The tragedy in Venezuela continues long after the news coverage fades. Two weeks of heavy rain in December 1999, resulted in flash floods, laden with soil, vegetation, and debris, hurling down the Avila mountain range to the coast. Areas where dense and informal urban settlements had sprung up over the years were swept away. Walls of mud and rock, reaching almost 30 feet, smashed into the Vargas area north of Caracas, leaving behind a scene of destruction that mixed images of floods, earthquakes and landslides.
The damage is estimated at U$3.2 billion, or 3.3 percent of the county's GDP. Property and major infrastructure make up about 60 percent of the direct damage. The grimmest effect was the toll on human life, with at least 30,000 lives claimed.
The government responded swiftly, rescuing and evacuating some 120,000 people. About 200,000 people are still living in temporary shelters or with relatives, receiving assistance from local authorities, NGO*s, churches, relief agencies and the military. Thousands of people are still without access to safe water and transportation to some affected areas continues to be a problem.
Two months after the disaster people are returning to their homes looking for their relatives or to rescue some of their belongings still buried in mud. Posters with photos of missing people are widespread in the streets. The majority of the affected people continue to live in the government shelters and they are confident in the response of the government, but it is estimated that the resettlement process will last at least ten months. The situation is less satisfactory for those who preferred to take shelter with their relatives or return to the devastated area and find shelter in the remaining buildings. They are registered as affected but priority is given to people who remain in the shelters and have accepted to move to other regions of the country. Unemployment and psycho-social effects of the disaster are the most difficult problems faced by these people.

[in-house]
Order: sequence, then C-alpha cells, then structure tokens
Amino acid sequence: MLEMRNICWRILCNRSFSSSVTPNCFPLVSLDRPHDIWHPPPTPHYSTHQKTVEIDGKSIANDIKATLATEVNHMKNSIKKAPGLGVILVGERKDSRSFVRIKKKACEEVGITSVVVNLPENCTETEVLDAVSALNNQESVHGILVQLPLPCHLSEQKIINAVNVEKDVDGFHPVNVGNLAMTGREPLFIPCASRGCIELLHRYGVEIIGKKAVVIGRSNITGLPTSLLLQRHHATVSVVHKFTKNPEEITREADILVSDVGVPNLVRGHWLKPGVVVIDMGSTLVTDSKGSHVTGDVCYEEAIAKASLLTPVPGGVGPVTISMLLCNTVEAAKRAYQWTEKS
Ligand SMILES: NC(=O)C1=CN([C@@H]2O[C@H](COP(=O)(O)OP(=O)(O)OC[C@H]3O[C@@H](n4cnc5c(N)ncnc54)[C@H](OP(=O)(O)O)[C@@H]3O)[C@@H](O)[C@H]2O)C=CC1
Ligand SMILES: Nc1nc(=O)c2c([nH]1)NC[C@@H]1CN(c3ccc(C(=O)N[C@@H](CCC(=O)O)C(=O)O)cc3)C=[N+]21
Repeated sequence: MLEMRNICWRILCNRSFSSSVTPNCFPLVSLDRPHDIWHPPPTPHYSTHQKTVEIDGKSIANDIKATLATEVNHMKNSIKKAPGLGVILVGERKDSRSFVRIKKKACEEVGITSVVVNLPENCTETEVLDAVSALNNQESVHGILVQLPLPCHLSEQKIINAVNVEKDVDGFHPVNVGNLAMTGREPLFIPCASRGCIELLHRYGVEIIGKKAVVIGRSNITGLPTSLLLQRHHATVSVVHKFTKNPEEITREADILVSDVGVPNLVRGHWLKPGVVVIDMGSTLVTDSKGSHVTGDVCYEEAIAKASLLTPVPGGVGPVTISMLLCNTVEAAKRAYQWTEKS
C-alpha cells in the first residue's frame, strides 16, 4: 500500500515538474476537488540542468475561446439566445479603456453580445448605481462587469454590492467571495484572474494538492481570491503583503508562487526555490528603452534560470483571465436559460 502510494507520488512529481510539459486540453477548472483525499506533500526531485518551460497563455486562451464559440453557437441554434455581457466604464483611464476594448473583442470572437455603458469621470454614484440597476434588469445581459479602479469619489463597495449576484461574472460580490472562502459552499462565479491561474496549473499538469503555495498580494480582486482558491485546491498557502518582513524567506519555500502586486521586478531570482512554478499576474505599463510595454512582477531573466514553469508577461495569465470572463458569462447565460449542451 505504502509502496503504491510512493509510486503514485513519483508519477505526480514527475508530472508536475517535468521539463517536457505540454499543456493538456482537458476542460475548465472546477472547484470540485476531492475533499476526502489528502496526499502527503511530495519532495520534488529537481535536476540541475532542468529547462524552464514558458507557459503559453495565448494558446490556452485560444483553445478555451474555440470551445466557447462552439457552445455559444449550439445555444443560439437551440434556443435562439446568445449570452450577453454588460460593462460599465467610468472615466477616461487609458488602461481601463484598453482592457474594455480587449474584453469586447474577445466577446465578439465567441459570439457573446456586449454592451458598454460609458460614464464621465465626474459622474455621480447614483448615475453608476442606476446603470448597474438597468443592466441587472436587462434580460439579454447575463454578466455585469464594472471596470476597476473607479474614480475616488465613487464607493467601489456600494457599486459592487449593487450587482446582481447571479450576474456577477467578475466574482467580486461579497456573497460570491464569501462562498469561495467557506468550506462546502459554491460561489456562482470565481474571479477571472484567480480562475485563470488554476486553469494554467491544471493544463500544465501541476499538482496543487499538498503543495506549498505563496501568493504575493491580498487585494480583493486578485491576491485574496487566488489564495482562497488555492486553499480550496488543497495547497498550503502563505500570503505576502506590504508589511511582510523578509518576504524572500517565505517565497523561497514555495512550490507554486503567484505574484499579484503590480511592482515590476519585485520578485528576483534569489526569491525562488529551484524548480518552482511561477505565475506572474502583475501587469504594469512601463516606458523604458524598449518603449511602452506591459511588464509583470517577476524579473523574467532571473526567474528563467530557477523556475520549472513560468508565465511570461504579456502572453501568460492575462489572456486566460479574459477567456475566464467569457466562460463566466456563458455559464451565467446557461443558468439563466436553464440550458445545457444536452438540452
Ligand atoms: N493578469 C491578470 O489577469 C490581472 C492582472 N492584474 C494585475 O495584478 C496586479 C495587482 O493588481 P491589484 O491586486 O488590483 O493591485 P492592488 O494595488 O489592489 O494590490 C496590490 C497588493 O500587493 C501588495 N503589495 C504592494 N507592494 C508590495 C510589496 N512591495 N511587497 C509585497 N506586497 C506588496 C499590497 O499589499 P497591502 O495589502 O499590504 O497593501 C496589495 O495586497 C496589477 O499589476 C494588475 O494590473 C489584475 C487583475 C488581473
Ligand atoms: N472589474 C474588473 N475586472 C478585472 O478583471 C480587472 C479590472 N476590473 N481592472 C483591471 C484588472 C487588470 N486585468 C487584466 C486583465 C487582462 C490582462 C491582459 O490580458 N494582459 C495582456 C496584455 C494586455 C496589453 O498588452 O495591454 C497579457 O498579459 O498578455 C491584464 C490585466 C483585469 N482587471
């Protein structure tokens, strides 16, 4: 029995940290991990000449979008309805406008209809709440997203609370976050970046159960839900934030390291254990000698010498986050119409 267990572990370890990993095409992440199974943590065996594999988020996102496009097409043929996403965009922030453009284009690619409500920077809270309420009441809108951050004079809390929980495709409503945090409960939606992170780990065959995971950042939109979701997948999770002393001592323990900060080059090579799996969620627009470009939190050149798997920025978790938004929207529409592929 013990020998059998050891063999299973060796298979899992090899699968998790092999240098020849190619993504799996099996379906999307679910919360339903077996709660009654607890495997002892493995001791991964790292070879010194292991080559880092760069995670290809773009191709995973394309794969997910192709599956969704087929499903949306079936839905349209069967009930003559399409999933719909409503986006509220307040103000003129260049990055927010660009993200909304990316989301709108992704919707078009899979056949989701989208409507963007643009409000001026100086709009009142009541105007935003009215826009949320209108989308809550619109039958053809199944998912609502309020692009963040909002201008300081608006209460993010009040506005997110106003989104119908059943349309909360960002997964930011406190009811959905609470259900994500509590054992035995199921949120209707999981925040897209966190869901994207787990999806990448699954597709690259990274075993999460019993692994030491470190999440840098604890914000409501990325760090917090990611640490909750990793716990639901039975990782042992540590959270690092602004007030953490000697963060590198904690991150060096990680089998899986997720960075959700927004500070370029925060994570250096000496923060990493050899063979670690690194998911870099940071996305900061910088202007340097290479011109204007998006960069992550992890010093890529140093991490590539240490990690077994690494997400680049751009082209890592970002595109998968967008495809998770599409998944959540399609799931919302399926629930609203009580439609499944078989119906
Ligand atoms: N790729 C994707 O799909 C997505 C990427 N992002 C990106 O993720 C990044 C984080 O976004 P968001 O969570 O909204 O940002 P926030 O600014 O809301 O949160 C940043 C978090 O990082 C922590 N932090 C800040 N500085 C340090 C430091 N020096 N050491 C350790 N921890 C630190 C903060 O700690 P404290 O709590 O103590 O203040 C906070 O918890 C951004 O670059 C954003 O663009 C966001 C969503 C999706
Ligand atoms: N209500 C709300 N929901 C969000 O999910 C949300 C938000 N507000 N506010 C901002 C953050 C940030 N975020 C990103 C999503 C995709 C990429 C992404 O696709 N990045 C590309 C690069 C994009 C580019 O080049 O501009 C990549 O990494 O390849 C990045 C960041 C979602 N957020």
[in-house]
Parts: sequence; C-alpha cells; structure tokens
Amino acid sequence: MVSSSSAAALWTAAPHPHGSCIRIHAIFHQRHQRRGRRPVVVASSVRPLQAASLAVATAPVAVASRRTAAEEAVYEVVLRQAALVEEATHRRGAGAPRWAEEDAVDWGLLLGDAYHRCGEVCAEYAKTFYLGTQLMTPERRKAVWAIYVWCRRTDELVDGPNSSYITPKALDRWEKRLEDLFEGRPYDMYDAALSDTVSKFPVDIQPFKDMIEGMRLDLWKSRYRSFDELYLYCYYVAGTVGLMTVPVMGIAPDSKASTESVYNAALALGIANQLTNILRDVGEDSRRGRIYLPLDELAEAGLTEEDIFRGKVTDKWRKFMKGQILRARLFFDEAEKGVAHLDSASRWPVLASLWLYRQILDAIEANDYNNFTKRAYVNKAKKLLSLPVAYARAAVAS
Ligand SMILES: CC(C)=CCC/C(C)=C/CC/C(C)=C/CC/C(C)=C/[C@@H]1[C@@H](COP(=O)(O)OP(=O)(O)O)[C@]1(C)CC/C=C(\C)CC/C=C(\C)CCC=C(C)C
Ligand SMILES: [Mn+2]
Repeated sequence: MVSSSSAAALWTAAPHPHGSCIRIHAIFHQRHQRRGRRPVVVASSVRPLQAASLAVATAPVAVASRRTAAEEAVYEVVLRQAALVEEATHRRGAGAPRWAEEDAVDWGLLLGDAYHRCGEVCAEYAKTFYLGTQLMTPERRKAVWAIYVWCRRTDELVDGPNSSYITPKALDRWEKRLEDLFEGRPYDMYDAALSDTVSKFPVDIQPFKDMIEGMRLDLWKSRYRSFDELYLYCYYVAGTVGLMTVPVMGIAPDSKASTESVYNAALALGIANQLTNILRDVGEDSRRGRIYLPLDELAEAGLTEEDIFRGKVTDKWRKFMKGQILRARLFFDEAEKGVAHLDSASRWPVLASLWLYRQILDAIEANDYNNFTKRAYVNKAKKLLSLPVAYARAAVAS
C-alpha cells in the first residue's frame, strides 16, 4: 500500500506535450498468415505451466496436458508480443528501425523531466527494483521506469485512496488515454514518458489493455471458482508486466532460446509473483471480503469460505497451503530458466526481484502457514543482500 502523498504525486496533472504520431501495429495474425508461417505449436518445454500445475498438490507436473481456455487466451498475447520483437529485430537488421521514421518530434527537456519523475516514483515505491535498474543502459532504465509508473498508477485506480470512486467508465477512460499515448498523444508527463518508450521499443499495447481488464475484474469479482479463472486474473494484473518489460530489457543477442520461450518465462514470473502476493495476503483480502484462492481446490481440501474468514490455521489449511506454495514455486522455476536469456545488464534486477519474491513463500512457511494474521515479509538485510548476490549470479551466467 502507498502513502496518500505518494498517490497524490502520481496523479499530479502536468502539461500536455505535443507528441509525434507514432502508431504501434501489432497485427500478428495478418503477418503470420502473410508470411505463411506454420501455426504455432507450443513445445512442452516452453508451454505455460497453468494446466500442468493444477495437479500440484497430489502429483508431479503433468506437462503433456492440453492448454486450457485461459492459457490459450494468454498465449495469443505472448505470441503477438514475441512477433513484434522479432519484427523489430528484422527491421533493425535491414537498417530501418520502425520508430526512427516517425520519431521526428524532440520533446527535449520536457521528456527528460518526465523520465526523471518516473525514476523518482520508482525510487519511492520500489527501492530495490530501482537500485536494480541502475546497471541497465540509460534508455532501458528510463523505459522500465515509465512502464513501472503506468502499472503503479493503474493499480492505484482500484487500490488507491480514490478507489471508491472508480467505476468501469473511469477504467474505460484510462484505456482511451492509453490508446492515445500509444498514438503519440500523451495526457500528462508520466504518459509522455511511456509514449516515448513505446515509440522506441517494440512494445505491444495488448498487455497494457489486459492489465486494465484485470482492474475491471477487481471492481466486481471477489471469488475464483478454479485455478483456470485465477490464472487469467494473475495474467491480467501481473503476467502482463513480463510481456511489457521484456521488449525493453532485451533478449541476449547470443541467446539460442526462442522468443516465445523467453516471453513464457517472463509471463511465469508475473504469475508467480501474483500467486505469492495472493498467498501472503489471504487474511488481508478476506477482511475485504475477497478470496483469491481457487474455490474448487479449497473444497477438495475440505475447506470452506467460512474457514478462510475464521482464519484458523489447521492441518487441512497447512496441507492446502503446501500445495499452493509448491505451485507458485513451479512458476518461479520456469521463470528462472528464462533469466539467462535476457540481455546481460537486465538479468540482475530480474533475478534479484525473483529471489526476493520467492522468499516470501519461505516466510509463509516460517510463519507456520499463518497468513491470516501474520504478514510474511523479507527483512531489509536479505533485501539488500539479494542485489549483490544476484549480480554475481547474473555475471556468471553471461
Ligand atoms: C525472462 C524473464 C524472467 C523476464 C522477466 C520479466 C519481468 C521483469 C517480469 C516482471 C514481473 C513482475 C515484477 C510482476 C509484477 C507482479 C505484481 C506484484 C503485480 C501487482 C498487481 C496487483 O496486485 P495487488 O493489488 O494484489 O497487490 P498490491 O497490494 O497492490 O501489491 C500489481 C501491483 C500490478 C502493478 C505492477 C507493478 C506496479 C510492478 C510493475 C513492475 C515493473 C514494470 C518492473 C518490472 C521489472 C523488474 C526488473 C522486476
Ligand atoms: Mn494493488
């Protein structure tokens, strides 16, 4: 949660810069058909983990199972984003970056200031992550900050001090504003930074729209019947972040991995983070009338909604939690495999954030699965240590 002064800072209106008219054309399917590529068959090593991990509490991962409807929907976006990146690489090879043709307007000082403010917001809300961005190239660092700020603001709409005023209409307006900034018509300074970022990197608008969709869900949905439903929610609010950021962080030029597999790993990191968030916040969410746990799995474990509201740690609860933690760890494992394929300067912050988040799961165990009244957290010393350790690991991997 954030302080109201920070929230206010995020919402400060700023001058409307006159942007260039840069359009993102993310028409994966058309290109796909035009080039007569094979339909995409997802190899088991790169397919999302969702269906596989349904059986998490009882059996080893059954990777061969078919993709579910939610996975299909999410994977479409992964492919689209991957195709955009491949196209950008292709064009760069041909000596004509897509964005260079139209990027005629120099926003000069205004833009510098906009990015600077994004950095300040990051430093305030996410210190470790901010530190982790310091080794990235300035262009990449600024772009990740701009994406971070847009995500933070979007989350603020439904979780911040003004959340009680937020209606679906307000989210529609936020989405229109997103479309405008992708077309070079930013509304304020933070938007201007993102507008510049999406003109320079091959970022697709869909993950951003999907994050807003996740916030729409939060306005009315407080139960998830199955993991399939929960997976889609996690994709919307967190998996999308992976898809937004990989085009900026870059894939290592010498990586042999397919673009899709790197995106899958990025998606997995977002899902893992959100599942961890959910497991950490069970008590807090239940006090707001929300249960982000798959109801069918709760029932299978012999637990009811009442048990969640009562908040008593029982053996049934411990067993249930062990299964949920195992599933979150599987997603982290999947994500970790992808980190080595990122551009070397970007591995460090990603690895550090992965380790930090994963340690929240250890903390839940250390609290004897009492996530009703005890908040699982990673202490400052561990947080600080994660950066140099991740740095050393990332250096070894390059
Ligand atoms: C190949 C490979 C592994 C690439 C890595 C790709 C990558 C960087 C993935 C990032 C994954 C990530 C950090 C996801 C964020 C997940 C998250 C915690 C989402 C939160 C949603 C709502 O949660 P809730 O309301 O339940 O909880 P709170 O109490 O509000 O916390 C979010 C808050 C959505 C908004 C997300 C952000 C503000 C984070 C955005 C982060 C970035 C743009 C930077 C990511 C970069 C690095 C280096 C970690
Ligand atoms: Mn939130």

In Venezuela an ACT committee was formed by three Churches (Lutheran, Presbyterian and Pentecostal) and two related NGO's (Accion Ecumenica and Cepexsol). Their work until now has been to relieve the immediate effects of the crisis specially for the people sheltering with relatives or in the remaining buildings. A small unit responsible for coordination, advice, finances and reporting has also been created.
ACT Appeal LAVE-01 * Assistance to Flood Victims was issued on 5 January 2000 with a revision on 27 January which has been fully funded. The crisis phase will finish at the end of March and with the assistance of a team from Comision Cristiana del Desarrollo (CCD) Honduras the committee is preparing a proposal for the rehabilitation phase.
Thank you for your attention.
ACT Web Site address: http://www.act-intl.org
ACT is a worldwide network of churches and related agencies meeting human need through coordinated emergency response.
The ACT Coordinating Office is based with the World Council of Churches (WCC) and the Lutheran World Federation (LWF) in Switzerland.